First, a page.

Interpersonal Therapy

Interpersonal Therapy (IPT) is a time-limited, focused, evidence-based approach to treat mood disorders, particularly depression. Developed in the 1970s by Gerald Klerman and Myrna Weissman, IPT is grounded in the understanding that interpersonal relationships and life events play a significant role in the onset and course of depression. By addressing issues in these areas, IPT aims to improve mood and interpersonal functioning. The therapy is structured and typically delivered over 12-16 sessions, concentrating on the here and now rather than delving into extensive personal history.

Understanding Interpersonal Therapy

IPT is based on the principle that improving communication patterns and how individuals relate to others can significantly reduce symptoms of depression and anxiety. The therapy identifies and focuses on interpersonal issues in four key areas that are closely linked to mood disorders: grief, role disputes, role transitions, and interpersonal deficits.

Core Principles of Interpersonal Therapy

  • Interpersonal Focus: Emphasizes the impact of current relationships and social context on an individual’s mental health.
  • Time-Limited Nature: Typically conducted within 12-16 sessions, focusing on specific interpersonal issues contributing to the client’s distress.
  • Here and Now: Concentrates on current feelings and relationships rather than exploring extensive past history.
  • Building Social Skills: Aims to improve interpersonal skills, including communication and problem-solving abilities, to enhance relationships and mood.

Methodologies in Interpersonal Therapy

IPT employs a variety of strategies to address and improve interpersonal functioning:

Initial Assessment

Identifies the primary interpersonal issues impacting the client’s mood and categorizes them into one of the four key problem areas.

Education about Depression

Involves educating the client about the nature of depression and its connection to interpersonal experiences.

Exploration of Emotions

Encourages clients to express and explore their emotions related to interpersonal situations, fostering emotional awareness and expression.

Communication Analysis

Examines specific incidents in the client’s relationships to identify and alter problematic communication patterns.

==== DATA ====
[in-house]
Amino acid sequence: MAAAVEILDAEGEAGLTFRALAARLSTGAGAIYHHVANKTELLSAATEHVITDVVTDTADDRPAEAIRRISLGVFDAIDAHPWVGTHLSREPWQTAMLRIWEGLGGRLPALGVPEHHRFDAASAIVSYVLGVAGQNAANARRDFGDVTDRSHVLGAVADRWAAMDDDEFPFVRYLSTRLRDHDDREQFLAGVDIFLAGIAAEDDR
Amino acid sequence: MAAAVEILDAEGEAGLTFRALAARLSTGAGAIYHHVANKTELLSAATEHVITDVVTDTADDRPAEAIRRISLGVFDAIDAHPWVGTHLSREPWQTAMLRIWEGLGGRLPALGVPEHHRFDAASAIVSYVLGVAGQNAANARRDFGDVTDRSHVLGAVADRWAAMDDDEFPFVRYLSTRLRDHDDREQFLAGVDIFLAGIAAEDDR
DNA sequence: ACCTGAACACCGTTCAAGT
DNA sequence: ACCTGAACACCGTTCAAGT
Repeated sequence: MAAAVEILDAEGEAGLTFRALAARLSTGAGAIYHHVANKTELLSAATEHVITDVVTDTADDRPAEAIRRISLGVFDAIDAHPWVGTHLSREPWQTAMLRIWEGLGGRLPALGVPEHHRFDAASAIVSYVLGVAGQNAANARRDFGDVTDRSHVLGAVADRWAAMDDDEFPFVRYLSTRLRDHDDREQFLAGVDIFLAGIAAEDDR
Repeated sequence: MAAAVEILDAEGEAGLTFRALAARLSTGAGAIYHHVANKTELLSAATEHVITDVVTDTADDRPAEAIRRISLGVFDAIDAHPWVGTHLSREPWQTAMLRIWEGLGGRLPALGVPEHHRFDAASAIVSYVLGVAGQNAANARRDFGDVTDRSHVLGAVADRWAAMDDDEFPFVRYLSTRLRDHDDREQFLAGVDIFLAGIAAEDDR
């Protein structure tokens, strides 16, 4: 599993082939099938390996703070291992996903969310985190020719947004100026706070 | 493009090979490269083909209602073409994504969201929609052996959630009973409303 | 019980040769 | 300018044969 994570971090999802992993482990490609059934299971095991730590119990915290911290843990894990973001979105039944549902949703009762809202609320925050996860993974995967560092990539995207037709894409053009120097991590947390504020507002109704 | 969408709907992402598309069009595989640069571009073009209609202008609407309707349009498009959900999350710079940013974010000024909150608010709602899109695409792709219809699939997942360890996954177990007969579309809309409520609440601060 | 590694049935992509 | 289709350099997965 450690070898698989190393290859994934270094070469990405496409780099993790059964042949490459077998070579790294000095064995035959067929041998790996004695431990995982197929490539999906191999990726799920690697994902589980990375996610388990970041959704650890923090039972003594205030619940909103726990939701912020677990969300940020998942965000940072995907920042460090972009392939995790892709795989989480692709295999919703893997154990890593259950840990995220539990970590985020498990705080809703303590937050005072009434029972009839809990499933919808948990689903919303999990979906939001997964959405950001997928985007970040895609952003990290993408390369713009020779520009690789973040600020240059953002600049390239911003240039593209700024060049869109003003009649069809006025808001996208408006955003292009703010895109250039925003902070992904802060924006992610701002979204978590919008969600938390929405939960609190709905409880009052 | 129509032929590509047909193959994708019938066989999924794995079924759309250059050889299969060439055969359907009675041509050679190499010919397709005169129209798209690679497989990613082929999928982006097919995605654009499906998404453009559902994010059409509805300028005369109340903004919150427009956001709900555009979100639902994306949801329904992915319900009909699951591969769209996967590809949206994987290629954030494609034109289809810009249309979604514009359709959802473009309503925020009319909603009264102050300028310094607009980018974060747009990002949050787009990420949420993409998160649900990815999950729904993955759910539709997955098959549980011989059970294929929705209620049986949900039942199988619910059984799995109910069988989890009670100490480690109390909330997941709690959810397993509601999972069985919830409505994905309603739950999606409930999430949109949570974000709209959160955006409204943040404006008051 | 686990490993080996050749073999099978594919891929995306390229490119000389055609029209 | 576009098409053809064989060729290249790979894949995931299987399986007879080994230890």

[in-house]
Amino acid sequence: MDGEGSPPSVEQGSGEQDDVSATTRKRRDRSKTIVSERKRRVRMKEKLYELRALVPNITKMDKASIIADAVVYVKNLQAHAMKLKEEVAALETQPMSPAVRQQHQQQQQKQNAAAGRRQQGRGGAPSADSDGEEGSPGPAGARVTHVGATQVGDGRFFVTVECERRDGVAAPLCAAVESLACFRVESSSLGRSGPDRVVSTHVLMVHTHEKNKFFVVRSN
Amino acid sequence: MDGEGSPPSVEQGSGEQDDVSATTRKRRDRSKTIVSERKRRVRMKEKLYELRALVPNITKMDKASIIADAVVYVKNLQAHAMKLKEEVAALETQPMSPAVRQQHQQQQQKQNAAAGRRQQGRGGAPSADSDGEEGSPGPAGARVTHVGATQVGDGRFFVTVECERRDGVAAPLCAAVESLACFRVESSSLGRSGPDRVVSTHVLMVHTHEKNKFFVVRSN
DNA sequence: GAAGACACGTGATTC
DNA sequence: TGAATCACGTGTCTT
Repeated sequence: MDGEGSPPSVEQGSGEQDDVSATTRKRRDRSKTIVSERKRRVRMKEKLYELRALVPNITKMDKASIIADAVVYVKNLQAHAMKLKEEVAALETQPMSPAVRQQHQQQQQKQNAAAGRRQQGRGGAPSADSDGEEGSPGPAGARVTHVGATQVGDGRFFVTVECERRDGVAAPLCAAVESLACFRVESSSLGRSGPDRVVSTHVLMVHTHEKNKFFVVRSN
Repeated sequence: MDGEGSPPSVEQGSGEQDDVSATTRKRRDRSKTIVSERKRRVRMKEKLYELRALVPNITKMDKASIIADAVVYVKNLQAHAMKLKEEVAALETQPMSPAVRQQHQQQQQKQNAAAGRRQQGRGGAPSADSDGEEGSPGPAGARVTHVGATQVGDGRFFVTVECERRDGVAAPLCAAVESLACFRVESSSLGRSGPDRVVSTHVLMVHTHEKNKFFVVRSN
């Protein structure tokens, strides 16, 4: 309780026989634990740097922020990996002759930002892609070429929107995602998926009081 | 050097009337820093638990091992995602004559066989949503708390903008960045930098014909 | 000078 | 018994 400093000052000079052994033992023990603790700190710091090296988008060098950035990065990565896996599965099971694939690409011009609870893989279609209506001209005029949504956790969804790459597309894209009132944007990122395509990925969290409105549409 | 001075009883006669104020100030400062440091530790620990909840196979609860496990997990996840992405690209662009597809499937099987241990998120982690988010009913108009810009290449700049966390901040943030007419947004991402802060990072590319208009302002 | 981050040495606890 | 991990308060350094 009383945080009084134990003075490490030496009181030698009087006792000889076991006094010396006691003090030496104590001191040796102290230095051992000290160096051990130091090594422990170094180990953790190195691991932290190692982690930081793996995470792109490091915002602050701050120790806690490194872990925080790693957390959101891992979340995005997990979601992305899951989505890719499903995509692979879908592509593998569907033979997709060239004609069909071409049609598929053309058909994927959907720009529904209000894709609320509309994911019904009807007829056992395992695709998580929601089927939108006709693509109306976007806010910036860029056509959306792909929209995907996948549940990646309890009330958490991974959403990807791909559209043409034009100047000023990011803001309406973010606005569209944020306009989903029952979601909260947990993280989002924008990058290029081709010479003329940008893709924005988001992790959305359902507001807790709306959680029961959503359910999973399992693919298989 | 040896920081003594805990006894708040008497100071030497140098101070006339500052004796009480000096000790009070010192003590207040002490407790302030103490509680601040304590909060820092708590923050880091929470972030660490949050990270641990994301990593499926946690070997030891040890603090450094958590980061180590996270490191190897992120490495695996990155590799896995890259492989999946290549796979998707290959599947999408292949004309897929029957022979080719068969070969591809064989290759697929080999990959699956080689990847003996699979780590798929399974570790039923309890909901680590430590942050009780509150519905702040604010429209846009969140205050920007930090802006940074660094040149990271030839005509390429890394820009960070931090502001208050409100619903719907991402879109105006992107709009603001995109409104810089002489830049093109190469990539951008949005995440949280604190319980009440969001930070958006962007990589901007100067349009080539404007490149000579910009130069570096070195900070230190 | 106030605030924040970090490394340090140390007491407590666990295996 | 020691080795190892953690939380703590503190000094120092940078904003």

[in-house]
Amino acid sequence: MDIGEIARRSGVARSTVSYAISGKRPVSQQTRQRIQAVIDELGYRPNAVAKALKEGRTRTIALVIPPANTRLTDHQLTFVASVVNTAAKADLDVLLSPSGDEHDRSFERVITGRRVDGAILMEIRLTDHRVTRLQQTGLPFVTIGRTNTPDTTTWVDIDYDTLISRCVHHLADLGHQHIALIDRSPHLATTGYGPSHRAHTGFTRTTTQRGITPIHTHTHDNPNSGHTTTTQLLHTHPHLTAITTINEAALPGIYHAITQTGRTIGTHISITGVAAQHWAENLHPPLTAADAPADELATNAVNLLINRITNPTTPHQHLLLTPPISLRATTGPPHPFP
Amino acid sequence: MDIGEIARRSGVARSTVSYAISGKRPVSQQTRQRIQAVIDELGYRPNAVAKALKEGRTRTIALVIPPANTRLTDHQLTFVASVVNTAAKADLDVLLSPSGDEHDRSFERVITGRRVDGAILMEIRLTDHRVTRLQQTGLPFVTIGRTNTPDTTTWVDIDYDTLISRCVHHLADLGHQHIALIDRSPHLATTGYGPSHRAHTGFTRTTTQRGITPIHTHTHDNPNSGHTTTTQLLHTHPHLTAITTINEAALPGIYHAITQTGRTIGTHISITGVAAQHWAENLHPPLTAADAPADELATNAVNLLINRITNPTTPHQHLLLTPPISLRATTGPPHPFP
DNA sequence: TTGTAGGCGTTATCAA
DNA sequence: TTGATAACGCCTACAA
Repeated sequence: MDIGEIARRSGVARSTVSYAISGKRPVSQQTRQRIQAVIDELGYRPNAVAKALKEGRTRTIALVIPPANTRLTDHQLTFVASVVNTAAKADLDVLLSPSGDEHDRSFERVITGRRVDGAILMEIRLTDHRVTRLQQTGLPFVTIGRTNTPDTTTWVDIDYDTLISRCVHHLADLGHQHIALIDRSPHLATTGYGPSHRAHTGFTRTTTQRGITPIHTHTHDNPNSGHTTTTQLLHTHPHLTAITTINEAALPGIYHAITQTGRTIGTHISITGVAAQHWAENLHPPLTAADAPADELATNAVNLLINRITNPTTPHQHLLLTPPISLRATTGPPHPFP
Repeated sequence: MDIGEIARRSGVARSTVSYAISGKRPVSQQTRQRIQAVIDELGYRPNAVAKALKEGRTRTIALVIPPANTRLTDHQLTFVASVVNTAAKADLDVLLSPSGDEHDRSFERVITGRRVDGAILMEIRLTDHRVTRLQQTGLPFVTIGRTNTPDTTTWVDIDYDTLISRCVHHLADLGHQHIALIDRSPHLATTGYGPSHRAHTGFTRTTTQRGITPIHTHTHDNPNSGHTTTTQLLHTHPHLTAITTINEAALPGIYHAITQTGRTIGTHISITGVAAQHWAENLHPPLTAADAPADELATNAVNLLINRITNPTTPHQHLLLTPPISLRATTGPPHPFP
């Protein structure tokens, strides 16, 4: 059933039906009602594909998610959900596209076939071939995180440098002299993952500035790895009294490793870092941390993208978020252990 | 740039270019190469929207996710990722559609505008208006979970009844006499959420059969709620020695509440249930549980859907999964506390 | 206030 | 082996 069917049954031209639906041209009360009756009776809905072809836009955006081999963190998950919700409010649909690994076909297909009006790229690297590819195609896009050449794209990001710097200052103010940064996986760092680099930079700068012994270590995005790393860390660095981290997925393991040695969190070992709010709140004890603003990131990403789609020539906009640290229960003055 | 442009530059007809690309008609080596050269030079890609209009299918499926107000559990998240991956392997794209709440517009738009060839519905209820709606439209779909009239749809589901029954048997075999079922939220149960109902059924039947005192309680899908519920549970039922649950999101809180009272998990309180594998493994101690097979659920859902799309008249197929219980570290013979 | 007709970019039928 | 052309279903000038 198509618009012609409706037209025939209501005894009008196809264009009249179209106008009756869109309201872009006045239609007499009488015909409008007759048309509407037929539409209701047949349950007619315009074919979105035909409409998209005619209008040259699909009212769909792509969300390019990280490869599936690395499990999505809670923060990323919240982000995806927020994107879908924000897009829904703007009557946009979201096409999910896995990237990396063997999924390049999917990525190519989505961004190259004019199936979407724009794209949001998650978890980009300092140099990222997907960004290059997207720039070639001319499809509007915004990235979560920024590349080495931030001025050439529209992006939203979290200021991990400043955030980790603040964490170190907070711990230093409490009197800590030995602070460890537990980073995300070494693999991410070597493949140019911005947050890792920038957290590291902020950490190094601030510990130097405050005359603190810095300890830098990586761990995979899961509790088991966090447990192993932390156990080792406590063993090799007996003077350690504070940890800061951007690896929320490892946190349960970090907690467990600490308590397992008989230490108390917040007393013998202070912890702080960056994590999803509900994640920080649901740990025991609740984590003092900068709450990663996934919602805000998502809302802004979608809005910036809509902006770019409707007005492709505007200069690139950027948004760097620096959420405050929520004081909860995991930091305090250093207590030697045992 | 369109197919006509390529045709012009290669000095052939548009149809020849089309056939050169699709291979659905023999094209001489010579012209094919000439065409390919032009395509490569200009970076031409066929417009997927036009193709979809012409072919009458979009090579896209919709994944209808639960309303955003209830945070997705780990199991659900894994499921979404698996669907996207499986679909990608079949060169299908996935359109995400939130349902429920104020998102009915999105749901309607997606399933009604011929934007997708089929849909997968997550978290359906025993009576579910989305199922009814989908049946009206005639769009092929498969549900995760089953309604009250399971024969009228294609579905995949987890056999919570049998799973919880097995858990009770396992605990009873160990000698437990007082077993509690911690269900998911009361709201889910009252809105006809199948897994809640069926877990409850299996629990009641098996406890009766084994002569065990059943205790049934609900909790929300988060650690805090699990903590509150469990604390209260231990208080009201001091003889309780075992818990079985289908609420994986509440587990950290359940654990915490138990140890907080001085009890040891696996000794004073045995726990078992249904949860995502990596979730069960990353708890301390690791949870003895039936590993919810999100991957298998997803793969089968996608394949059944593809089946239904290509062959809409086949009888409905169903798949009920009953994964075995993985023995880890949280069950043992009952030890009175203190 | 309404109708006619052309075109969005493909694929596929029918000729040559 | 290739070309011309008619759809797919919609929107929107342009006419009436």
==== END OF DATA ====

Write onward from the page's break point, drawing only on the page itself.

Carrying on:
Role Play

Used to practice new interpersonal skills and behaviors in the safety of the therapy session before applying them in real-life situations.

Benefits and Application

IPT has been proven effective for a wide range of populations and settings, offering benefits such as:

  • Reduced Symptoms of Depression: Studies have shown significant reductions in depression symptoms following IPT treatment.
  • Improved Relationships: Enhances interpersonal skills, leading to more fulfilling and supportive relationships.
  • Increased Social Support: Helps clients build and utilize social support networks, which are crucial for mental health recovery.
  • Adaptability: While initially developed for depression, IPT has been adapted to treat other mood and anxiety disorders, eating disorders, and for use across different age groups and cultural settings.

Who Can Benefit from Interpersonal Therapy?

IPT is suitable for individuals experiencing depression and other mood disorders, particularly those who can identify stressors related to interpersonal issues. It is also effective for people undergoing significant life transitions or experiencing difficulties in their relationships.

Training and Practice

Practitioners of IPT are mental health professionals who have undergone specialized training in the IPT approach. Training programs typically involve coursework on IPT theory and techniques, as well as supervised clinical practice.


Interpersonal Therapy offers a targeted approach to treating depression and other mood disorders by focusing on the interpersonal context of an individual’s life. By improving communication patterns and enhancing relationships, IPT provides a robust framework for individuals to achieve improved mental health and well-being.